Getting the EU on board for sanctioning Russia through SWIFT had been a tough process since EU trade with Russia amounted to 80 billion euros, about 10 times as much as the United States, which had been an early proponent of such measures.
Germany specifically had balked at the measure since it could hit them hard. But Foreign Minister Annalena Baerbock said in a statement that “after Russia’s shameless attack ... we are working hard on limiting the collateral damage of decoupling (Russia) from SWIFT so that it hits the right people. What we need is a targeted, functional restrictions of SWIFT.”
As another measure, the allies announced a commitment “to taking measures to limit the sale of citizenship — so-called golden passports — that let wealthy Russians connected to the Russian government become citizens of our countries and gain access to our financial systems.”
The group also announced the formation this week of a trans-Atlantic task force to ensure that these and other sanctions on Russia are implemented effectively through information sharing and asset freezes.
“These new sanctions, which include removing several Russian banks from SWIFT and sanctioning Russia’s central bank, are likely to cause serious damage to the Russian economy and its banking system,” said Clay Lowery, executive vice president of the Institute of International Finance. “While details on how the new sanctions affect energy are still emerging, we do know that sanctions on its central bank will make it more difficult for Russia to export energy and other commodities.”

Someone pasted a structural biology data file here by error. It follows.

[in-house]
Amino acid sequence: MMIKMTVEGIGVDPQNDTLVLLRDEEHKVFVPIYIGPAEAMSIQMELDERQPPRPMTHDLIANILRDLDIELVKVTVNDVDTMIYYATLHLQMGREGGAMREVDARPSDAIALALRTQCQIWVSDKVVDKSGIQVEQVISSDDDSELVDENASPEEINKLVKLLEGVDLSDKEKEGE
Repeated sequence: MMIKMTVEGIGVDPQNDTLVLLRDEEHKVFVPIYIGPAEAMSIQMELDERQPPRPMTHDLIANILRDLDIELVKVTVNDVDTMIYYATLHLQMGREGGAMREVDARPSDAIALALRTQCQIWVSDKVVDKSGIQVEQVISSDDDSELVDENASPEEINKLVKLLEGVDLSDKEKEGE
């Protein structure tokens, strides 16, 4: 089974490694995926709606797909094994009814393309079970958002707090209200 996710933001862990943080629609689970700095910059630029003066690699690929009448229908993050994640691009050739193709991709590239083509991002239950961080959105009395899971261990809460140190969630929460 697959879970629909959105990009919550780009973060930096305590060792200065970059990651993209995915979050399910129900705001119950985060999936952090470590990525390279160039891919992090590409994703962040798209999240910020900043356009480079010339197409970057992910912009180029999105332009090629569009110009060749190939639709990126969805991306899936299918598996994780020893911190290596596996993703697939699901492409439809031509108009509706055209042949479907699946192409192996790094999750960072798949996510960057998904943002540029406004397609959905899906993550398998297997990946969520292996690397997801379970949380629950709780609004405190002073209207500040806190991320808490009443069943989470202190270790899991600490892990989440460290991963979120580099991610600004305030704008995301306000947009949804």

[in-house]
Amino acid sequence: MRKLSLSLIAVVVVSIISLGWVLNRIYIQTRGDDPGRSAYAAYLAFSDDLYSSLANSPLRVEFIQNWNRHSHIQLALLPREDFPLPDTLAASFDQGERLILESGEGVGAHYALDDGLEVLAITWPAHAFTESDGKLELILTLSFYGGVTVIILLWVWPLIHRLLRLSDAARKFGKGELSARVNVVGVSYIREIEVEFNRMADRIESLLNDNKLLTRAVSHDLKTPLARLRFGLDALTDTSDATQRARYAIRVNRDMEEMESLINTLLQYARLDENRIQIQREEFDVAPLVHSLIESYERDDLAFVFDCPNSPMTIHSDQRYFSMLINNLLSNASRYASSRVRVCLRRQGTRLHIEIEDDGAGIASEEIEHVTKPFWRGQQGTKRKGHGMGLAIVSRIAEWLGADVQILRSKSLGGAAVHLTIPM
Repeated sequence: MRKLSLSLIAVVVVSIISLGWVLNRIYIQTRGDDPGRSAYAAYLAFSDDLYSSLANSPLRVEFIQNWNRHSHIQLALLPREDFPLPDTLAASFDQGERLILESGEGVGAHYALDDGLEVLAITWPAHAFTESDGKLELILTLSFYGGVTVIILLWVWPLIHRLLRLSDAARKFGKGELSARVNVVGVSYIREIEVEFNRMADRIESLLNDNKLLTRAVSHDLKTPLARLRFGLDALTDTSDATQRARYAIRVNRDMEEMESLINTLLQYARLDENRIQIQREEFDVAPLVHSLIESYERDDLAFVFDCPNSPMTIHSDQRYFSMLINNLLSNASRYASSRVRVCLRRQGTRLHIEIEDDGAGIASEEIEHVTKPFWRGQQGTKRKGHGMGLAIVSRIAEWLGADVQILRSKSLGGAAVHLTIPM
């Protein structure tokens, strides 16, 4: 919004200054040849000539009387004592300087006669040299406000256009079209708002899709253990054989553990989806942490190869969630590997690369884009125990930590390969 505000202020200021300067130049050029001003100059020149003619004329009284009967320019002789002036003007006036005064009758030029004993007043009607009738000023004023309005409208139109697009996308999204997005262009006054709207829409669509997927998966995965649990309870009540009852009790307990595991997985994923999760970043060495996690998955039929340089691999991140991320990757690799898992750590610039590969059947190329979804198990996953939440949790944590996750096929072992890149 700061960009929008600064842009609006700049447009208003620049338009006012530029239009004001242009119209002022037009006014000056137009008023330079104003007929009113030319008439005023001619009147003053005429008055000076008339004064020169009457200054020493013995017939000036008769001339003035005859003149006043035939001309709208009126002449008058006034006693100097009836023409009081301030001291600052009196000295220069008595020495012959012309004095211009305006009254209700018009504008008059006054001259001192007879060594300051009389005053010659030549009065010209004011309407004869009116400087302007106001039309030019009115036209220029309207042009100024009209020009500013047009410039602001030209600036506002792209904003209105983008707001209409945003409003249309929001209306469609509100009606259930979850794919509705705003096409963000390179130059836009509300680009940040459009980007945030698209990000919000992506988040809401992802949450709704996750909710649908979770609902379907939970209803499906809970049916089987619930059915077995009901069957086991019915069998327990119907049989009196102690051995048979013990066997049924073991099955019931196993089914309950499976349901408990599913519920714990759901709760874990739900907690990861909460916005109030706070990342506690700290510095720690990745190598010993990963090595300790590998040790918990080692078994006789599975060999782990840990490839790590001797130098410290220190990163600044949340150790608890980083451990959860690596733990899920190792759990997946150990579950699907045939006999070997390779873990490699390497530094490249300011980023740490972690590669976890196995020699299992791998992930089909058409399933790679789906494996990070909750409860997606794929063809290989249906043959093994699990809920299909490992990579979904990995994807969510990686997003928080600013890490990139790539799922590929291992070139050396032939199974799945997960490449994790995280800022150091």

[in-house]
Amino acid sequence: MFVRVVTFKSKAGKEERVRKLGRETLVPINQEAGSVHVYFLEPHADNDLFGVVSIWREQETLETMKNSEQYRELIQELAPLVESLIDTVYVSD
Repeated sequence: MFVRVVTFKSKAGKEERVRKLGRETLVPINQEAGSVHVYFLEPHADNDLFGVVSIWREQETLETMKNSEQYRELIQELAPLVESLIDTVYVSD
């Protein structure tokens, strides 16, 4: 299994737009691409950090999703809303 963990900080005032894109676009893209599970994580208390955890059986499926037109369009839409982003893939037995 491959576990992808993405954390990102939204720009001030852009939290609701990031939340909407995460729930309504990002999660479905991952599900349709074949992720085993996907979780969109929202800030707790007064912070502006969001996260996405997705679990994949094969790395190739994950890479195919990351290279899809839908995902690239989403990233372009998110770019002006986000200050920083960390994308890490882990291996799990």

Rachel Ziemba, an adjunct senior fellow at the Center for a New American Security, said that even without a complete SWIFT ban, “these measures will still be painful to Russia’s economy. They reinforce the measures already taken earlier this week by making transactions more complicated and difficult.”
Ziemba says how much pain the sanctions render on the Russian economy will depend on which banks are restricted and which measures are taken to restrict the ability of the Central Bank to operate.
“Regardless, these sort of escalating sanctions, removing banks from SWIFT, restricting the Central Bank, this will all make it more difficult to get commodities from Russia and will increase the pressure on the financial market.”
Meantime, the U.S. Embassy in Russia is warning Americans of multiple reports of non-Russian credit and debit cards being declined in Russia. In a tweet Saturday night, the American Embassy said the problem appears to be related to recent sanctions, imposed on Russian banks following the Russian invasion of Ukraine. The embassy says U.S. citizens in Russia should be prepared with alternate means of payment should cards be declined. It also reminded U.S. citizens that the State Department advises against travel to Russia.
Casert reported from Brussels and Sweet from New York. Associated Press writers Frank Jordan, Fatima Hussein and Josh Boak contributed to this report.